A state-of-the-art climate model, funded by the Leonardo DiCaprio Foundation and released by the prestigious scientific publisher Springer Nature, offers a roadmap for meeting -- and surpassing -- the targets set by the Paris Climate Agreement, proving that we can solve the global climate crisis with currently available technologies. The book, entitled Achieving the Paris Climate Agreement, was the culmination of a two-year scientific collaboration with 17 leading scientists at the University of Technology Sydney (UTS), two institutes at the German Aerospace Center (DLR), and the University of Melbourne’s Climate & Energy College.
As the Intergovernmental Panel on Climate Change (IPCC) warned in its Special Report on Global Warming of 1.5°C (SR1.5) released October 2018, the Earth must be kept below the dangerous threshold of 1.5°C in global average temperature rise above pre-industrial levels if we are to avoid a worsening of climate-related impacts. We are already seeing the devastating consequences of the current 1°C global temperature increase, including rising sea levels in many coastal cities, extreme storms, prolonged droughts, and intensified wildfires.
The impacts resulting from a higher 2°C level are almost unimaginable -- the death of the coral reefs in every ocean, the collapse of nearly one-quarter of the world’s agricultural land, dramatically increased heat waves and wildfires, 100 million driven to extreme poverty sparking multiple refugee crises; and more than $11 trillion per year in damages from extreme storms and flooding. Stacked upon each other, these impacts and many more, could undermine the very fabric of life on our planet, greatly challenging the continuation of human civilization as we currently know it.
Up until now, it was assumed to be difficult if not impossible to achieve the carbon budget required to stay below 1.5˚C -- equivalent to approximately 320 billion tonnes (Gt) of net carbon dioxide emissions (CO2) above early 2018 levels*. Humans today release approximately 40 GtCO2 per year, mostly from the burning of fossil fuels – coal, oil, and natural gas. At our current level of emissions, we would only have 7 years to completely cease the use of all fossil fuels, which is clearly not feasible. While many scientists have modeled 1.5°C climate mitigation pathways, to date almost all of them require the use of unproven and potentially dangerous geoengineering strategies like Solar Radiation Management (SRM) or Bio-energy with Carbon Capture & Storage (BECCS).
The One Earth climate model is groundbreaking in that it shows the 1.5°C can be achieved through a rapid transition to 100% renewables by 2050, alongside land restoration efforts on every continent that increase the resilience of natural ecosystems and help to ensure greater food security. These restoration efforts pull carbon out of atmosphere and store that carbon in forests and in the soil, creating approximately 400 GtCO2 of what scientists call “negative emissions” (shown in gold below the zero line), which allow us to stay below the 1.5°C limit.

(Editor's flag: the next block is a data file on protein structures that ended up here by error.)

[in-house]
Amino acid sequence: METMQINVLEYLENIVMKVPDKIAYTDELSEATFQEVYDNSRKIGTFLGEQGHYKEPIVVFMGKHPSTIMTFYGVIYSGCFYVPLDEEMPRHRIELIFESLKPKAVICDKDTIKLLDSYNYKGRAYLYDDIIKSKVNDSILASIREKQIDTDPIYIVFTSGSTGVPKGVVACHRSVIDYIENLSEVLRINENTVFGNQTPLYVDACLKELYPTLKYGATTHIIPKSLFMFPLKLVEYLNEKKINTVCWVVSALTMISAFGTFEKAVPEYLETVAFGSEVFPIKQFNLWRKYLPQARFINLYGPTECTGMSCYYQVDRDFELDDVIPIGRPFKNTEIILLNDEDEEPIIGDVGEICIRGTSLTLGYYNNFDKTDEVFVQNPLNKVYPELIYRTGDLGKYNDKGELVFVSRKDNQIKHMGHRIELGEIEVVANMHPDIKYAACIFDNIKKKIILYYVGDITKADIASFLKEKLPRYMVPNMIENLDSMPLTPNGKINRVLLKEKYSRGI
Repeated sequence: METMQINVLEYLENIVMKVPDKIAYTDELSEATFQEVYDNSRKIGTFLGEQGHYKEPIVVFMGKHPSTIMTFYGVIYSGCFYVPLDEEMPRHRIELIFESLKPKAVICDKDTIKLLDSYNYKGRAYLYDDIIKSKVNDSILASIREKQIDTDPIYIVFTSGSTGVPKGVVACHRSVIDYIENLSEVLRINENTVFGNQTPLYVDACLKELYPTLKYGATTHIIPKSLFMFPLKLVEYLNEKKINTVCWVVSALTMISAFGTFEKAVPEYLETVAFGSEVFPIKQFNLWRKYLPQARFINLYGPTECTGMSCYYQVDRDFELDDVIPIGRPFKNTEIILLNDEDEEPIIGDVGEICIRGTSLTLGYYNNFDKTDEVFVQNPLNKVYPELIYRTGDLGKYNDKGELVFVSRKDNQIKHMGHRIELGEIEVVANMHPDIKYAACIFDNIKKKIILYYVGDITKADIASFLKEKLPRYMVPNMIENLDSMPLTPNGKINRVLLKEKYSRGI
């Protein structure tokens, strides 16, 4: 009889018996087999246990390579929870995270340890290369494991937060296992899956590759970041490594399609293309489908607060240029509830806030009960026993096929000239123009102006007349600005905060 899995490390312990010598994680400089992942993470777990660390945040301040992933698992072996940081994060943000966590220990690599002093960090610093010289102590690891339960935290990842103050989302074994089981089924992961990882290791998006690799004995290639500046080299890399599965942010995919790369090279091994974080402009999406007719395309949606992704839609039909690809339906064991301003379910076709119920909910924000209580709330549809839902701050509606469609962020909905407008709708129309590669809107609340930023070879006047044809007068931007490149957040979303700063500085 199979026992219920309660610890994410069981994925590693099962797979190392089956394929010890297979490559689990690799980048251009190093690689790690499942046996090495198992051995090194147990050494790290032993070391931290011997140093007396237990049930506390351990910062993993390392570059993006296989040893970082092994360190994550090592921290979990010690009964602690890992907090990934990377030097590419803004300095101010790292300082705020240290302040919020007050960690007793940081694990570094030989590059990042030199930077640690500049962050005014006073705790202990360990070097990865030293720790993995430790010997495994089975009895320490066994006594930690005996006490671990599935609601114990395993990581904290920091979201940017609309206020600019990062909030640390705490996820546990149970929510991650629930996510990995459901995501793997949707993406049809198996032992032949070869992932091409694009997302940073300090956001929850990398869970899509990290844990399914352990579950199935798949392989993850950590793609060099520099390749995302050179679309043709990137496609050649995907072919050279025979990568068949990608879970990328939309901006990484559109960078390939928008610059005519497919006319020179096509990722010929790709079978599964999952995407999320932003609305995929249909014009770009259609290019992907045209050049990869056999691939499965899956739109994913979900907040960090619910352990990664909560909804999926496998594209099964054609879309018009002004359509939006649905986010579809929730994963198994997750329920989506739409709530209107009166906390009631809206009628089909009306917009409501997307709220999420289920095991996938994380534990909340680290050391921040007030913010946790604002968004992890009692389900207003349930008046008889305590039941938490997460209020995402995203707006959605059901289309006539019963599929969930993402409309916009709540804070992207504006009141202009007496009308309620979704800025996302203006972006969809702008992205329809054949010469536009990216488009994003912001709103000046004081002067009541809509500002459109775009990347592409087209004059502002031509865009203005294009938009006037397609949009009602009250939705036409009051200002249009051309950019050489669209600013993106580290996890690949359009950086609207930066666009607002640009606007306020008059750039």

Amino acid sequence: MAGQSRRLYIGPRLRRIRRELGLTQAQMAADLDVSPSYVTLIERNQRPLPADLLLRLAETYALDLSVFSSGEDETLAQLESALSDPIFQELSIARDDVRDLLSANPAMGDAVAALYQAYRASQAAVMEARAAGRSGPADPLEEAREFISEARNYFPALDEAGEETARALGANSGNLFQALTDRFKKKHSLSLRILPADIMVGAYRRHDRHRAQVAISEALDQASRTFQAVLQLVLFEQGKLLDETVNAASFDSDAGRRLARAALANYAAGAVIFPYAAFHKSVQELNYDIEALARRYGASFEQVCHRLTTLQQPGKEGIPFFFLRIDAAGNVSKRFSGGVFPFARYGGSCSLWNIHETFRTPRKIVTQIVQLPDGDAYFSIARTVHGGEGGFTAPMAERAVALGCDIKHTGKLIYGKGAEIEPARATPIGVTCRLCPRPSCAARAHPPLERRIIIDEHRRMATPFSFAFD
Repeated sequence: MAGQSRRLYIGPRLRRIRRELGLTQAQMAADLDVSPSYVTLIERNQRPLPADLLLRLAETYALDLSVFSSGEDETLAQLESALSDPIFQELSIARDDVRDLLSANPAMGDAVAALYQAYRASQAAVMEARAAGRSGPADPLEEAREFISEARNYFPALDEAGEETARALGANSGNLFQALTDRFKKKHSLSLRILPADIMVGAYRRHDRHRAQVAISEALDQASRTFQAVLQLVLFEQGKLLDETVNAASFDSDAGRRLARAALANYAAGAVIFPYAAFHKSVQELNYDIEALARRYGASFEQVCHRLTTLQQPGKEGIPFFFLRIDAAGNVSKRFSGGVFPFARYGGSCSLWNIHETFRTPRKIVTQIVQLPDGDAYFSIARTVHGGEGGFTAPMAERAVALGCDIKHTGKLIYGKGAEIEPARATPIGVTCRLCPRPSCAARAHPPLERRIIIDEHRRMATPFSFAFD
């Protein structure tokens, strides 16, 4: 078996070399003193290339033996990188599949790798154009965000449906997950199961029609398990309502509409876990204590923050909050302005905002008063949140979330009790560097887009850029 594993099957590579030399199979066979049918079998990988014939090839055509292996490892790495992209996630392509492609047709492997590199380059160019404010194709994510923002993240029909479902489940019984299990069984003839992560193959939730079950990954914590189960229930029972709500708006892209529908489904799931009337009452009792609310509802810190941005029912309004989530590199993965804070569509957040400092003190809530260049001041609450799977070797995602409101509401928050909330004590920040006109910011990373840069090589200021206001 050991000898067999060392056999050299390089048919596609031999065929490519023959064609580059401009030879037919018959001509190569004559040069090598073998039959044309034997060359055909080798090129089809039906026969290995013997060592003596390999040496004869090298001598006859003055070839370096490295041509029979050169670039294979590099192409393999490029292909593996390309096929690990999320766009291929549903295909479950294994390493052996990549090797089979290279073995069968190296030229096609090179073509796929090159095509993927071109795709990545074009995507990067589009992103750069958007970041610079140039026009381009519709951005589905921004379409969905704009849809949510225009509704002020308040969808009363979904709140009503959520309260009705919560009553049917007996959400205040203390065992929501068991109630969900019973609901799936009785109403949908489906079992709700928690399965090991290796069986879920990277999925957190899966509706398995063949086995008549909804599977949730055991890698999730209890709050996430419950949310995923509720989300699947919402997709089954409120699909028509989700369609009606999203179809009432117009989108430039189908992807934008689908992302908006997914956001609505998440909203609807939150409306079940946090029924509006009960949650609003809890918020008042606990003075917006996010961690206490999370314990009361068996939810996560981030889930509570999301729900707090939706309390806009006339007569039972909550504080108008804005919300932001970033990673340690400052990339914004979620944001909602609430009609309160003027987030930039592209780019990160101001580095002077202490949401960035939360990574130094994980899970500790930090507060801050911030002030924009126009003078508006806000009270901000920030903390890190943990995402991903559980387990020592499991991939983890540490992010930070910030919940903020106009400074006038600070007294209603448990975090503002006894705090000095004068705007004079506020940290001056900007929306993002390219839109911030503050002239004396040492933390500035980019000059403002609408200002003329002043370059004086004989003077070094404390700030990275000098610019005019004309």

Lead author and editor Dr. Sven Teske, Research Director of the Institute for Sustainable Futures at the University of Technology Sydney (UTS) said, “Scientists cannot fully predict the future, but advanced modeling allows us to map the best scenarios for creating a global energy system fit for the 21st century. And with momentum around the Paris Agreement lagging, it’s crucial that decisionmakers around the world can see that we can, in fact, meet global energy demand at a lower cost with clean renewables.”
Some have doubted that a transition to 100% renewables is even possible. To explore the potential, the scientists at UTS created a sophisticated computer model of the world’s electrical grids to date -- with 10 regional and 72 sub-regional energy grids modeled in hourly increments to the year 2050 along with a comprehensive assessment of available renewable resources like wind and solar, minerals required for manufacturing of components, and configurations for meeting projected energy demand and storage most efficiently for all sectors over the next 30 years.
The result of the modeling effort shows that not only is it possible to switch to 100% renewables for all energy uses, but it will cost no more to operate than today’s energy system. Moreover, it will eliminate the toxic pollution associated with the burning of fossil fuels, estimated to be the primary cause of 9 million premature deaths per year. The renewable energy transition will not only improve public health worldwide, it will also drive economic development, providing the 30 million people currently working in the energy sector with permanent, well-paying jobs and creating an additional 12 million new jobs.